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The music itself is a result of living--IndieChina interview with Mooncake

[日期:2010-12-12] 来源:IndieChina  作者:Rhine [字体: ]

It was fantastic experience to interview the Mooncake. It was around half a year ago I came across their tracks and immediately fell in love with them. Through the interview I Discovered they are really kind people, I mean, after all, it was my first serious interview, I did not expect it would go so smoothly. Thanks again!

Thank you for doing this interview. Here are the questions.

Mooncake IndieChina
Mooncake are:
Pavel Smirnov – guitars
Nikolay Bulanov – cello/keys
Anton Marchenko – bass
Leonid Kurashov – drums

1 How did mooncake start? Could you briefly introduce the band members please?

P: Everything started early 2003, when I met Anton. Back then we were freshmen at the university. We forged friendship with each other quiet quickly and found common language with each other. It also turned out that he plays bass in a band called “Do Not Tumble Dry” (which literally means in Russian “Do Not Dry In a Drum). He and his mates that he studied together with started the band that year. Having learnt that I played guitar Anton offered me to join them.

We would play rock and cheerful Punk, so it was a funny time then. It was all an amateurish stuff, we had never even played live…

A: We did play two shows but it was at the university cafeteria and still it was about being Cool guys that play guitars, nothing serious…

P: Then some years later our music tastes changed (thanks to Sonic Youth), we evolved as composers and musicians and at last found ourselves together with lots of musical material to start a new project.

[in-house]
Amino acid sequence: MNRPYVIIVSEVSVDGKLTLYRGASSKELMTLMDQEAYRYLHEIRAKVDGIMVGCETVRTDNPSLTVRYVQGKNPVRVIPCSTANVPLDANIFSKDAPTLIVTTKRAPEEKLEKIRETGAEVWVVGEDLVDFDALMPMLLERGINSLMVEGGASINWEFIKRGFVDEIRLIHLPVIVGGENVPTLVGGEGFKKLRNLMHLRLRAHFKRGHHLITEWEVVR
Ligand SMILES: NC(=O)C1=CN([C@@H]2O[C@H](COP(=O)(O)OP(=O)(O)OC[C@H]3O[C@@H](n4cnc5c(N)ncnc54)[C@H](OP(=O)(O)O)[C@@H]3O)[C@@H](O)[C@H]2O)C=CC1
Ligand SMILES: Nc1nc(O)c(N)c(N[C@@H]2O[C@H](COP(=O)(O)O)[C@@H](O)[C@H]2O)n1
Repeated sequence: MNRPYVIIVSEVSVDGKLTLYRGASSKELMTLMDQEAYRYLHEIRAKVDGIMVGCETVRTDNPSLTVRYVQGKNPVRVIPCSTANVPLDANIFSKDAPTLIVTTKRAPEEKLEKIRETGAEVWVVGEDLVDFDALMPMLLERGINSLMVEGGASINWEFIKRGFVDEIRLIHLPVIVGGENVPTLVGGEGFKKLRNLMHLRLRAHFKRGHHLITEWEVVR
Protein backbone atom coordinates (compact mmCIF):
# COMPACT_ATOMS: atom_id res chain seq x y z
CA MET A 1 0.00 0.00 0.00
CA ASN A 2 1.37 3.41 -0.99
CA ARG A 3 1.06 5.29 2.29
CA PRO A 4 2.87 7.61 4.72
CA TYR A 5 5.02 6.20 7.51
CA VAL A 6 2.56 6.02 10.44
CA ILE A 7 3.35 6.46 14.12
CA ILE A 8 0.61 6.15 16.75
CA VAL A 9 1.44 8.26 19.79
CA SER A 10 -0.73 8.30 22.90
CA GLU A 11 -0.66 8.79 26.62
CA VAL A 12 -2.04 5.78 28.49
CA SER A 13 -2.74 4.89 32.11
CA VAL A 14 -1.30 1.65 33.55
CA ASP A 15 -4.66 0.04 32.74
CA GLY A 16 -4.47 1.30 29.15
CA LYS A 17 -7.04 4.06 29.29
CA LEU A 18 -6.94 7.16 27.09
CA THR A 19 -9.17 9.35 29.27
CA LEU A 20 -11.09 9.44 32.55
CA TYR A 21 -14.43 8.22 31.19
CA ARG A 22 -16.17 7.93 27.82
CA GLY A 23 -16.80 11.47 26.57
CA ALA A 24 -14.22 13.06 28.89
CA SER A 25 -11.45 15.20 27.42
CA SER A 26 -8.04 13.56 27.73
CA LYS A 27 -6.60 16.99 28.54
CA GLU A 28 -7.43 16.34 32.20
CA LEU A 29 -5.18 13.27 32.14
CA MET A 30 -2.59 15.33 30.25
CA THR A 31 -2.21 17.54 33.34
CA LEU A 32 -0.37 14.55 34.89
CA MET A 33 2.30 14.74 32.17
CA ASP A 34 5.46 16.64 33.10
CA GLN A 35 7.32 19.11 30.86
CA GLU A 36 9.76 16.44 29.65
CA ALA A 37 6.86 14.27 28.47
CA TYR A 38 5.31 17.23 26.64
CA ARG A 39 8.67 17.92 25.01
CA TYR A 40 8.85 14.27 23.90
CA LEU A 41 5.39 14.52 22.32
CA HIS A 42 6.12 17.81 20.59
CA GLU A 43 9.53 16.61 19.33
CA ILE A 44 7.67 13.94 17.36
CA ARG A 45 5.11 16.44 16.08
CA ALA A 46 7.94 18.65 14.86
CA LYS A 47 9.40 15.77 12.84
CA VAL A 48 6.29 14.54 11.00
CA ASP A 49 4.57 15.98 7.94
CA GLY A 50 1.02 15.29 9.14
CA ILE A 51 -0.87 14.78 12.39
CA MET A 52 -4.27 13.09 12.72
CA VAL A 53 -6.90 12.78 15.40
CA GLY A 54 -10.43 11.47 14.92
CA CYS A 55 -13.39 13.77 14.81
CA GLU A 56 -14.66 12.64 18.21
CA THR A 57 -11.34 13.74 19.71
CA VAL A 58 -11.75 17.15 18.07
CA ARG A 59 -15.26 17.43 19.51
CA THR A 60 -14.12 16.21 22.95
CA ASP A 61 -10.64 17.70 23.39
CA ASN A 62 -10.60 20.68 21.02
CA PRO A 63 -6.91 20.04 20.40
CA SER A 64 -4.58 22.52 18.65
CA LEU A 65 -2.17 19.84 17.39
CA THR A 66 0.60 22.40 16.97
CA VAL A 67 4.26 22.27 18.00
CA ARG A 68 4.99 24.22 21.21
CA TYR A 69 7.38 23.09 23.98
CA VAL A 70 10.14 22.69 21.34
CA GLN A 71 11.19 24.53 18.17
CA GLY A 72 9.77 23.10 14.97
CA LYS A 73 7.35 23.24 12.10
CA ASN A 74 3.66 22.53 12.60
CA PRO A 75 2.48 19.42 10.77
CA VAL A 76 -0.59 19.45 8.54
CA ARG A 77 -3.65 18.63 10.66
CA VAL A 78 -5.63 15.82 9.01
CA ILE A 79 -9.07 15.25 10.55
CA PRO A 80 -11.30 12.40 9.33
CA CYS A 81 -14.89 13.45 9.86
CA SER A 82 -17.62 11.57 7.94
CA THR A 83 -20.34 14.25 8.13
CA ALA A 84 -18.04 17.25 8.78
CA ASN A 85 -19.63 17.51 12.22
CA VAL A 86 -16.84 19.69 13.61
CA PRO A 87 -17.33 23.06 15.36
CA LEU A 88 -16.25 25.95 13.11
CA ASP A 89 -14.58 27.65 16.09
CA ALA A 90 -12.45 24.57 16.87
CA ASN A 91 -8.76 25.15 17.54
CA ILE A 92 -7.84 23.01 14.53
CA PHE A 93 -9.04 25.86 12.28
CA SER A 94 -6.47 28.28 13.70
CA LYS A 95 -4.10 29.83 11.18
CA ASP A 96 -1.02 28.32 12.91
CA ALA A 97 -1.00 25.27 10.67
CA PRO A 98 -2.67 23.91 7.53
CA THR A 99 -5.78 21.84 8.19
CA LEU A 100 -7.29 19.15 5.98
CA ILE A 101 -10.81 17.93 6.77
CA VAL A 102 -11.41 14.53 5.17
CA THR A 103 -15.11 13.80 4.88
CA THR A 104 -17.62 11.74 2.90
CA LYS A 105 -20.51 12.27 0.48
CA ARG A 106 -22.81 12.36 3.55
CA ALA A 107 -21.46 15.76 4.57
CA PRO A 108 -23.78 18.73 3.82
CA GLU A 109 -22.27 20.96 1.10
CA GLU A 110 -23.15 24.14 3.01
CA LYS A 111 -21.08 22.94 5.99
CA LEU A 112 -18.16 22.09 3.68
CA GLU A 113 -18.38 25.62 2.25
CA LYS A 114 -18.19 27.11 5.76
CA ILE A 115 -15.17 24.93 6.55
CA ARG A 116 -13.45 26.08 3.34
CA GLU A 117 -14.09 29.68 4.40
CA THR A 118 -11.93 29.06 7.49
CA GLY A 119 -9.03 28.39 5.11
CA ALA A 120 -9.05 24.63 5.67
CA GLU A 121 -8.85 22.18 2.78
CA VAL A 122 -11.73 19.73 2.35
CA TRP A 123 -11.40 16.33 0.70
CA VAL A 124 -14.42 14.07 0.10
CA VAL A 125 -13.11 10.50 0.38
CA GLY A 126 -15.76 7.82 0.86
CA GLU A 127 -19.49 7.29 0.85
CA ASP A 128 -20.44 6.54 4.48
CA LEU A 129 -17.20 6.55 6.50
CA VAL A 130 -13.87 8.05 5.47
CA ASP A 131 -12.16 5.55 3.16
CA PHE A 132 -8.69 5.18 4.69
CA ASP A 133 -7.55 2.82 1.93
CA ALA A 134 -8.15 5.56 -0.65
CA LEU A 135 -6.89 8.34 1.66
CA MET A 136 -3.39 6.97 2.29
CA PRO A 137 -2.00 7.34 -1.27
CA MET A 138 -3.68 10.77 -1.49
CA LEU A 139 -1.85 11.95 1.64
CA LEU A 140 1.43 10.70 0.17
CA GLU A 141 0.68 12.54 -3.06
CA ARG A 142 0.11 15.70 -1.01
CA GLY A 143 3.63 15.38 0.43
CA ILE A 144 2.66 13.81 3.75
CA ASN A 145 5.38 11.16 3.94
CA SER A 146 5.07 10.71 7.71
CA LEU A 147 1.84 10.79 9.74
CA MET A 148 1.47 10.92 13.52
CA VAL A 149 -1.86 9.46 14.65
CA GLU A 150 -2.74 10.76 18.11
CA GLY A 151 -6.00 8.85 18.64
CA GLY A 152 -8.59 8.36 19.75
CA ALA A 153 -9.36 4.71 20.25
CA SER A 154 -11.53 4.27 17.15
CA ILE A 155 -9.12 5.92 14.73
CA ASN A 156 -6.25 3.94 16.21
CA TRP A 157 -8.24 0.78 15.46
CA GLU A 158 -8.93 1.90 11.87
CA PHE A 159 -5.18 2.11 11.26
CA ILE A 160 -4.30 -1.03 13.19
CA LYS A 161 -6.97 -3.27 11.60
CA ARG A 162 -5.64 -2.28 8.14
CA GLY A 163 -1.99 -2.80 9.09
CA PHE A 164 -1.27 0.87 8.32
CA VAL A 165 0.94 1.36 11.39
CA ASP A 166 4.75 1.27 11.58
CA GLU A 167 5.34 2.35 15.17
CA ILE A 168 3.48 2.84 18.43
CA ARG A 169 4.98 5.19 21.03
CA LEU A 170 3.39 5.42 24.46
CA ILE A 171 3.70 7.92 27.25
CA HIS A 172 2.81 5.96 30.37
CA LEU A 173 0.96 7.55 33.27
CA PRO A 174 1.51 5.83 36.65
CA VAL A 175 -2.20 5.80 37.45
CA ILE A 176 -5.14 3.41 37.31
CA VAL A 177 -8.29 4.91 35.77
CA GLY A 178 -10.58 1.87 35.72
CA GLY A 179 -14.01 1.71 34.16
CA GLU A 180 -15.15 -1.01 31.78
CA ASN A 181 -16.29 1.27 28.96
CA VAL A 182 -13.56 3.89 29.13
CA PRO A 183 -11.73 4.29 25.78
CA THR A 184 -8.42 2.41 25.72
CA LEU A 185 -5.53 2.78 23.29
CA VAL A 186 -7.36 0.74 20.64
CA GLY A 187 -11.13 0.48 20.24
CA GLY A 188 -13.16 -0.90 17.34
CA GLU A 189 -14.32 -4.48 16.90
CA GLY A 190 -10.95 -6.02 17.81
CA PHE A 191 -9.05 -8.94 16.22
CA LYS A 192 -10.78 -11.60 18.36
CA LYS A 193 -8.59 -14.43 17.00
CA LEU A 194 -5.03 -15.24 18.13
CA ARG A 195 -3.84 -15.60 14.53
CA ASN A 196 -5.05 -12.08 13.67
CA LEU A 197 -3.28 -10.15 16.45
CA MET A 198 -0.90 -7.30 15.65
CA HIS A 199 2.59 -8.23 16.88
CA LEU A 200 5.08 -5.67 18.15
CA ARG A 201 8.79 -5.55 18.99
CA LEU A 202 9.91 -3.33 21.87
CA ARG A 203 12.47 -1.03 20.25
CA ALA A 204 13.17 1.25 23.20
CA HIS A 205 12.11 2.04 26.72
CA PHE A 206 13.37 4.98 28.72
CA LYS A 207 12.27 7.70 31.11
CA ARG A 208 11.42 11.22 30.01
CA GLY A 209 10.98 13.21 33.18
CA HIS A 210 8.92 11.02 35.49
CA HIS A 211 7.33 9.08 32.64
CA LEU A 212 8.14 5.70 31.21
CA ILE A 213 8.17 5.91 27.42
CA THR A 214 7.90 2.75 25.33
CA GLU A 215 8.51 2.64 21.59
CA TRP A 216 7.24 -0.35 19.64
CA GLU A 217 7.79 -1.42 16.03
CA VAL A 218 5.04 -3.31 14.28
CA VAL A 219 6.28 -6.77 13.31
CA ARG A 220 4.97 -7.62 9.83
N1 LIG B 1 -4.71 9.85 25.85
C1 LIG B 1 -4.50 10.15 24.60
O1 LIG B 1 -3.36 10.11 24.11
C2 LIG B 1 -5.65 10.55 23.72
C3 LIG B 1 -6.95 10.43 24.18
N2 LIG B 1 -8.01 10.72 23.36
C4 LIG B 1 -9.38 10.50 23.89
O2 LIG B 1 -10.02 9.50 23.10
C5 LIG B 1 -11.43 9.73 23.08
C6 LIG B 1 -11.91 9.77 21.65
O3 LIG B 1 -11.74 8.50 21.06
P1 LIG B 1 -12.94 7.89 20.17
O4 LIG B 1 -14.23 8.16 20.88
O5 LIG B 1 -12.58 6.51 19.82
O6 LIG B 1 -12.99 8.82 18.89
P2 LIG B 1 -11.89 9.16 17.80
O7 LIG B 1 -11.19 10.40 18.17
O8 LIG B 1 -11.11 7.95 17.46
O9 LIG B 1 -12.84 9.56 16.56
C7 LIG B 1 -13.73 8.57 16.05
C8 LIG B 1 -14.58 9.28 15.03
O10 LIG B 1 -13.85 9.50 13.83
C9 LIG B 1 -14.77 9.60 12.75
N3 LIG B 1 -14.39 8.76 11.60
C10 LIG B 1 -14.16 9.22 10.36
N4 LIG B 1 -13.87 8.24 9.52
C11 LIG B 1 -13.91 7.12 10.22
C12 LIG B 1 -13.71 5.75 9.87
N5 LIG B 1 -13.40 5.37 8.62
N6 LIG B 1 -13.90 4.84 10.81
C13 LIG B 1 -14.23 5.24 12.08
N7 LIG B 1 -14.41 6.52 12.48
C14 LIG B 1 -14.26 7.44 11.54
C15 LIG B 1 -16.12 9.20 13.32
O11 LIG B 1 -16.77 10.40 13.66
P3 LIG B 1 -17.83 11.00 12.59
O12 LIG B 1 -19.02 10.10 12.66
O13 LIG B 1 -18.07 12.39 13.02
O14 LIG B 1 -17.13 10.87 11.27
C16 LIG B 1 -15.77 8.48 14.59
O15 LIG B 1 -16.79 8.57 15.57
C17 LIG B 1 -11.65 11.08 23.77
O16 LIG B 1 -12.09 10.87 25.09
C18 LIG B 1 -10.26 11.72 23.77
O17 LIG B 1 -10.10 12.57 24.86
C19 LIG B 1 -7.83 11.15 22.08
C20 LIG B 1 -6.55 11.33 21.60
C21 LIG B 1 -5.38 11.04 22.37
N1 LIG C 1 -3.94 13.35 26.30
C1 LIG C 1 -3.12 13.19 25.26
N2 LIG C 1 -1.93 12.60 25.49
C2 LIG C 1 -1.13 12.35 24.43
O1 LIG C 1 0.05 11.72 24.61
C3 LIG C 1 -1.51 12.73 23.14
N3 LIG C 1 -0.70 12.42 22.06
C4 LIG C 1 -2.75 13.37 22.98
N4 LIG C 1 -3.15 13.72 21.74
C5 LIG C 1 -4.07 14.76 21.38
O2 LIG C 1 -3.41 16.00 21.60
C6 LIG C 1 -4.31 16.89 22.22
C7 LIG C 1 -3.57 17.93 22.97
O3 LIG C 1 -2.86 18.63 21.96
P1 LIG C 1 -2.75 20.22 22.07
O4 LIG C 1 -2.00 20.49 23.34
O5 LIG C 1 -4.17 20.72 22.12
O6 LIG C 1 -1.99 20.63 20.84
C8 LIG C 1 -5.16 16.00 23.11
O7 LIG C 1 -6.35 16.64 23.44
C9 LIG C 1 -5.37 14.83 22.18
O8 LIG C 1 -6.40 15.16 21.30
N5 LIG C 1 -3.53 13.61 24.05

At that time we still tried to play music with vocals. Having found new musicians we recorded a few Songs in a decent quality with a girl on vocals. And at that precise moment it became obvious that the band needed a name for itself.

Anton made a list of possible names and then we excluded from it those each of us didn’t like. The last was “Mooncake”. One month later the project self-eliminated but Anton and I decided to keep the name “Mooncake”, because it contained a kind of magic as we thought. It was spring of 2006.

A: Yeah, the problem was also that when each time we changed the name of the band it would split up, so we kept the name to be on the safe side also. 

P: Already in summer we began to look for a drummer on the web and one of the search criteria was the music of above-mentioned Sonic Youth. So that is how we found Leonid.

A: But mentioning SY in the ad wasn’t of much use, cause Leonid’s ad said “Drummer. Preferences in music 1960-1980-s”. I thought it didn’t matter much what the ad actually said, I just messaged him via ICQ and later it turned out that we got much in common.

P: After the first rehearsal all three of us understood that we found each other for something serious and important.

Then there was the first single “More oxygen, I said…” in summer 2007 but we thought we were in a lack of additional musical instruments. So another search on the web gave us a new friend Nikolay who played cello and keys. After that we had a full line-up and started to record our debut album.

A: I’d like to say that we never wanted to play some concrete music. We never told ourselves something like “OK, now we play Post Punk” or whatever. We were seeking our place in music thoroughly measuring our composer’s skills, while trying to understand what the sum of the collaboration of four of us would lead to. It was a long evolutionary way, and today everything is working perfectly within Mooncake.

2 Why did you name the band "mooncake "? What is the story behind it? Is there anything especially about China?